A to Z of Periorbital Injectables: Understanding Anatomy & Complications
According to Periocular rejuvenation using hyaluronic acid fillers by Kasra Ziai, Jessyka G. Lighthall (2020) The periocular region is essential for social interactions and conveying emotion. It is one of the first subunits of the face to show facial aging. The youthful periocular region is defined by the fullness of the periorbital area, low or no skin excess, minimal pigmentation or rhytidosis of the skin, and appropriate brow height and shape.
Facial aging is the result of facial fat loss, decrease in skin elasticity, deepening dynamic rhytids, static rhytids, change in bony structure, and muscular changes. With the evolution of medical and surgical knowledge over the past few decades on facial aging, we now have a better understanding of the underlying pathophysiology. This has resulted in a shift from volume reducing interventions for periorbital aging such as blepharoplasty with fat resection to volume replacement techniques.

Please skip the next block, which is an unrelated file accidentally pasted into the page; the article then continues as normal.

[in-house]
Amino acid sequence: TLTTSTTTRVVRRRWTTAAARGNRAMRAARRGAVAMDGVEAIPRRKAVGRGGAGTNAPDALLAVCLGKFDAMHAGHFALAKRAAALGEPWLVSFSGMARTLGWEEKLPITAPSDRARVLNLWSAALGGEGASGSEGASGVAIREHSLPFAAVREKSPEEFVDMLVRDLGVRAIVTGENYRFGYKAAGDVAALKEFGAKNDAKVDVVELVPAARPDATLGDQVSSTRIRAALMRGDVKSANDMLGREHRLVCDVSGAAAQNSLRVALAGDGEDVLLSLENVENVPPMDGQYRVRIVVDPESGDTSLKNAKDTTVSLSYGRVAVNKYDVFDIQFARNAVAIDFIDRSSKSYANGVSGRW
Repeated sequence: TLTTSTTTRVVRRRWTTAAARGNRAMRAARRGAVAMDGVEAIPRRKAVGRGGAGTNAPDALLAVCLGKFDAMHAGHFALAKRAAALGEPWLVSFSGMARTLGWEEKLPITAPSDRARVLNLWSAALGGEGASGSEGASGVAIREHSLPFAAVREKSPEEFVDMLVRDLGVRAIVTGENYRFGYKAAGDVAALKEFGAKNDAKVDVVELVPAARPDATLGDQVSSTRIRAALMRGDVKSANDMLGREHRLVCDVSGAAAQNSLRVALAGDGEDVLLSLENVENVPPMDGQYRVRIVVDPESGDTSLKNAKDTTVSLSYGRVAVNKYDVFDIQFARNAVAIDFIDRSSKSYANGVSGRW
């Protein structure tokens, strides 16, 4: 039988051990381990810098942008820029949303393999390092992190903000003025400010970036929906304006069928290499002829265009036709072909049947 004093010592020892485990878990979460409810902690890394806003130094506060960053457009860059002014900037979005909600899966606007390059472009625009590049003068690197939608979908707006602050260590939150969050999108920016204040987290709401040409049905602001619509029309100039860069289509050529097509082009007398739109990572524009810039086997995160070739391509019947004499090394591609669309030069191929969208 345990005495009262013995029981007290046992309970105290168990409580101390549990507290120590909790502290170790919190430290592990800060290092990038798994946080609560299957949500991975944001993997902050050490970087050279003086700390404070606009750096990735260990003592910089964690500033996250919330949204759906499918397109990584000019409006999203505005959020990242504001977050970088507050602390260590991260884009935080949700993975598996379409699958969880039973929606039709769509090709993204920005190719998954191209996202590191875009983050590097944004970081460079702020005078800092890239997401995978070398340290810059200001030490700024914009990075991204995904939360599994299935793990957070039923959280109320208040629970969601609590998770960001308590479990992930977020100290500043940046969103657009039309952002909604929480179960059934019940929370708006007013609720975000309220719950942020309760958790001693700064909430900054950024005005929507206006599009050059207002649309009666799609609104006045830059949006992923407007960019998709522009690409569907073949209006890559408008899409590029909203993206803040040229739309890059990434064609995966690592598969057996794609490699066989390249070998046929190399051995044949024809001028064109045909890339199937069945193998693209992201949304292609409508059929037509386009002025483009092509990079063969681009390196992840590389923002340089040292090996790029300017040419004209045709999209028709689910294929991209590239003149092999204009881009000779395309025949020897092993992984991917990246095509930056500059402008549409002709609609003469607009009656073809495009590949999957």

Since 2004, hyaluronic acid (HA) filler has been used for periorbital rejuvenation. The minimally-invasive, office-based nature of HA filler use without the need for general anesthesia, the low complication rate, and the lack of downtime have resulted in increased popularity, and it has replaced blepharoplasty as the most commonly performed cosmetic procedure for periocular rejuvenation.
Understanding the periorbital anatomy, proper injection techniques and complications that can arise are important for every injector of this delicate area. However, even in the most skilled injectors, complications can arise and education, recognition and early treatment are of utmost importance.
Understanding the underlying soft tissue, vascular and bony anatomy and aging changes is crucial for successful rejuvenation in the periorbital area as it is one of the most dynamic and unforgiving in relation to volume enhancements.
The eyelid skin is the thinnest in the body that lacks subcutaneous fat and is a dynamic structure. Irregularities are more readily apparent in this area than other areas of the face. Understanding the complex anatomy is important to help avoid potential complications and is critical for the assessment of appropriate treatment of patients. This anatomy review includes skin, bony compartment, muscle & fat pads.